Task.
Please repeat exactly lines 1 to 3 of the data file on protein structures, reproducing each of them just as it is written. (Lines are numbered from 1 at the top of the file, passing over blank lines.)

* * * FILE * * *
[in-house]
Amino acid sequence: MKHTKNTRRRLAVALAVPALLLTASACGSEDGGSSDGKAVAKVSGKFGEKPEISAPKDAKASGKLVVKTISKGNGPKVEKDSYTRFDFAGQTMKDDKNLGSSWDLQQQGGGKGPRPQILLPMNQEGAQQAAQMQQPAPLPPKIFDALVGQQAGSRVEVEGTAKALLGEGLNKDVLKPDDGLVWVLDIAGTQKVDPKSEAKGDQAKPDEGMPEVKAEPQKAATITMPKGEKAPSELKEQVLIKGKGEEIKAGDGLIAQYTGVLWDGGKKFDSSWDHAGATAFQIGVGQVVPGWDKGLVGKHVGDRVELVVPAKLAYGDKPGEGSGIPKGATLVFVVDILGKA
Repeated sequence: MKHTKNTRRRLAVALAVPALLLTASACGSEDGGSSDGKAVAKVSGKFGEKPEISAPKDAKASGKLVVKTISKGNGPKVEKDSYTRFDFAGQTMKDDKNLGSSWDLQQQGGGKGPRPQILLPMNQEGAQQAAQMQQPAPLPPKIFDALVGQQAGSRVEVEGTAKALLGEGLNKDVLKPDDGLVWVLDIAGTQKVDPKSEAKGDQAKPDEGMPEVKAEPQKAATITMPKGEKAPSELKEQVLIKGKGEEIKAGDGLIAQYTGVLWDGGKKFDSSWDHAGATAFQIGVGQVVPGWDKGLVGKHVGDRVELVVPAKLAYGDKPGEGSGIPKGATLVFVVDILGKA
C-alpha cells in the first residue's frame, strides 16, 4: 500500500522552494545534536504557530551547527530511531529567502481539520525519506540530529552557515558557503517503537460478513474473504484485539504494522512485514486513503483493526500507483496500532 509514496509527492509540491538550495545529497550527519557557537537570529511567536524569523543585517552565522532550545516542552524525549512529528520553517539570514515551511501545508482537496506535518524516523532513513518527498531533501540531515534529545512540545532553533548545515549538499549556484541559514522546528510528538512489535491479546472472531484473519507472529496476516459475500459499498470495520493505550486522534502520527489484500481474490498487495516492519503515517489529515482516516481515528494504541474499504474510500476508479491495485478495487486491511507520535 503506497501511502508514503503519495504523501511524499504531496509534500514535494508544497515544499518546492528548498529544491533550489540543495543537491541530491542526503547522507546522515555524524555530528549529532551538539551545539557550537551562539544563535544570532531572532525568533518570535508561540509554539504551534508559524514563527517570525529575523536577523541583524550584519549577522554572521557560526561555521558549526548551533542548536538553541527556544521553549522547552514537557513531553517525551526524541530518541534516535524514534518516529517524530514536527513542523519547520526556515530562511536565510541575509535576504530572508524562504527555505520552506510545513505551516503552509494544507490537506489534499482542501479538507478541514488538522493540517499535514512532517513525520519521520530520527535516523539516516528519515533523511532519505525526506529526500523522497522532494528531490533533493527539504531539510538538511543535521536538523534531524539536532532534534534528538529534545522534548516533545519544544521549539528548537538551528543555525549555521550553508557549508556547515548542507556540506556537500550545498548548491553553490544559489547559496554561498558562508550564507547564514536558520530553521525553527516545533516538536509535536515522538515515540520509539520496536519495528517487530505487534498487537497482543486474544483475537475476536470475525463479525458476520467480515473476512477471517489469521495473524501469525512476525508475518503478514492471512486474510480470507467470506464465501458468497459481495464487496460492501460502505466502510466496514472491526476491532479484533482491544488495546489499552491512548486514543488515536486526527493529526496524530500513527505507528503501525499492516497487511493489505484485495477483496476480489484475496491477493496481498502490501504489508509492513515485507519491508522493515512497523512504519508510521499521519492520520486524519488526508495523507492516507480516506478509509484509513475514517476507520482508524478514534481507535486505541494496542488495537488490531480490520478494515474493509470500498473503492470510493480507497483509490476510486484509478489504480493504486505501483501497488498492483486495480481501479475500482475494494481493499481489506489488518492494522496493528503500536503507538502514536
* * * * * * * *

[in-house]
Amino acid sequence: MKHTKNTRRRLAVALAVPALLLTASACGSEDGGSSDGKAVAKVSGKFGEKPEISAPKDAKASGKLVVKTISKGNGPKVEKDSYTRFDFAGQTMKDDKNLGSSWDLQQQGGGKGPRPQILLPMNQEGAQQAAQMQQPAPLPPKIFDALVGQQAGSRVEVEGTAKALLGEGLNKDVLKPDDGLVWVLDIAGTQKVDPKSEAKGDQAKPDEGMPEVKAEPQKAATITMPKGEKAPSELKEQVLIKGKGEEIKAGDGLIAQYTGVLWDGGKKFDSSWDHAGATAFQIGVGQVVPGWDKGLVGKHVGDRVELVVPAKLAYGDKPGEGSGIPKGATLVFVVDILGKA
Repeated sequence: MKHTKNTRRRLAVALAVPALLLTASACGSEDGGSSDGKAVAKVSGKFGEKPEISAPKDAKASGKLVVKTISKGNGPKVEKDSYTRFDFAGQTMKDDKNLGSSWDLQQQGGGKGPRPQILLPMNQEGAQQAAQMQQPAPLPPKIFDALVGQQAGSRVEVEGTAKALLGEGLNKDVLKPDDGLVWVLDIAGTQKVDPKSEAKGDQAKPDEGMPEVKAEPQKAATITMPKGEKAPSELKEQVLIKGKGEEIKAGDGLIAQYTGVLWDGGKKFDSSWDHAGATAFQIGVGQVVPGWDKGLVGKHVGDRVELVVPAKLAYGDKPGEGSGIPKGATLVFVVDILGKA